Because the truth is that Medifast replacement meals are processed foods that are not designed to taste like something from the Food Network. Once you figure out which foods are doable and how to prepare them in a way that is completely different than the package directions, they are perfectly edible. More importantly, after losing your weight on the 5&1 Plan, you can transition to a diet of mostly fresh whole foods and avoid eating all the floury, sugary foods that made you fat in the first place.

But, hey, that is way too boring for Jezebel and its readers who would rather believe you can get an eating disorder from cutting up a Medifast bars into 16 pieces.

Saturday, May 23, 2015

Fun Twists on the Serenity Prayer

Having just celebrated a birthday, I can tell you growing older has more pluses than minuses. One of the biggest perks is knowing what to pay attention to and what to ignore.

In other words, living by the first stanza of the serenity prayer:

God grant me the serenity to accept the things I cannot change;
courage to change the things I can;
and wisdom to know the difference.

For instance, there's not much I can do about war in the Middle East or jerkwads people who take up two parking spaces.

Nor can I cause it to rain in California.

Or make Wall Street bankers have integrity.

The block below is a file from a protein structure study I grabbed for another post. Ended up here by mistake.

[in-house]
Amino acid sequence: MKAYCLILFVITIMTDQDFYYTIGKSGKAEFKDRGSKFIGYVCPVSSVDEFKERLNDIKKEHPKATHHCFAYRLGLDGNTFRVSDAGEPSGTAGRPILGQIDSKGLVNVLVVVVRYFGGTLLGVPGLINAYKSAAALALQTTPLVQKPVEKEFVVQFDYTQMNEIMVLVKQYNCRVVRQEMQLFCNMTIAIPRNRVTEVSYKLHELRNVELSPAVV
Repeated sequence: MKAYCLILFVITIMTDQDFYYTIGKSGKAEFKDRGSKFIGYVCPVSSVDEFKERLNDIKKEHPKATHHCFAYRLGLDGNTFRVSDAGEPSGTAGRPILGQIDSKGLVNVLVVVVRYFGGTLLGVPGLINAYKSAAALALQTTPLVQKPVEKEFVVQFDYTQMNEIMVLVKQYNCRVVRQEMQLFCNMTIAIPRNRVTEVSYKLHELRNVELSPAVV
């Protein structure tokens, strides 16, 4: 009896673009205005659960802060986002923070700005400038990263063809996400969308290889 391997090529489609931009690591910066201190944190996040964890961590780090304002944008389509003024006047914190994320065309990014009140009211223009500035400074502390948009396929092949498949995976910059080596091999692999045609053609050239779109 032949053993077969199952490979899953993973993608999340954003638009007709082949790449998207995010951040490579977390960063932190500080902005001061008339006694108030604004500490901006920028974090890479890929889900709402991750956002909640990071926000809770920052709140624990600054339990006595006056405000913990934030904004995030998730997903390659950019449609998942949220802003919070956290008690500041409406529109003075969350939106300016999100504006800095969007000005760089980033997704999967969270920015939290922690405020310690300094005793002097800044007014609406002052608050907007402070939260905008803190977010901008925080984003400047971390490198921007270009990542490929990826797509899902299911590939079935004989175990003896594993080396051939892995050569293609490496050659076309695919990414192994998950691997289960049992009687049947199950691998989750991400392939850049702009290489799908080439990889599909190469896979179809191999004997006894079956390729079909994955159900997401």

Not fretting about things I cannot change gives me more energy to do things that are under my control. Like being kind to other people, learning something new every day and taking care of my health.

My experience has taught me I cannot directly change other people's behavior, but I can change how I respond. Which, in some cases, changes the behavior.

Sometimes role modeling the behavior I want reflected back works, too.

But, ultimately, I am responsible only for my behavior. It's up to others to manage their lives as they see fit.

Not that there aren't times I wish I could disappear annoying people:

But most of the time I am able to cope with a little help from my friends and a healthy dollop of humor:

Not to mention mind altering beverages:

Although, in some cases, I just have to fake it.

Maybe that's why I like my cats so much. There is nothing I can do to control them, and I am totally good with that.

So what does this all have to do with eating healthy or gaining optimal health?

Letting go of things we cannot change gives us more energy to control the things we can.

For instance:

I can't control if someone brings in cupcakes to work, but I can choose if I eat one.

I can't control if someone tries to cajole me into eating something I don't want, but I can say "no thank you."

I can't control if something bad happens to me and I want to comfort myself with food, but I can choose to do something else that makes me feel better.

In other words, I can choose to be a sunflower growing toward the light instead of a hapless clump of seaweed tossed by the waves.

And to feel serene knowing that some crazy lawn mower could mow over me at any time.

More from Diet Skeptic:

Why I'm Addicted to Chia Seeds

Why Fat Head Pizza Is the Holy Grail of Low Carb Pizzas 

The Shocking Truth About Imported Olive Oil

Making Cauliflower Rice in the Vitamix 

Why WebMD Doesn't Want You to Get Well

Follow Nancy's board Low Carb Recipes on Pinterest

Wednesday, May 20, 2015

Why Nice Girls Wear Plus Sizes

The Link Between People Pleasing and Weight Loss

A woman in one of my Medifast Facebook groups was having trouble saying "no" to friends and family who pushed off-plan food on her because they "thought" she was losing too much weight.

I asked her why she didn't politely say "no" and she replied, "I'm too nice."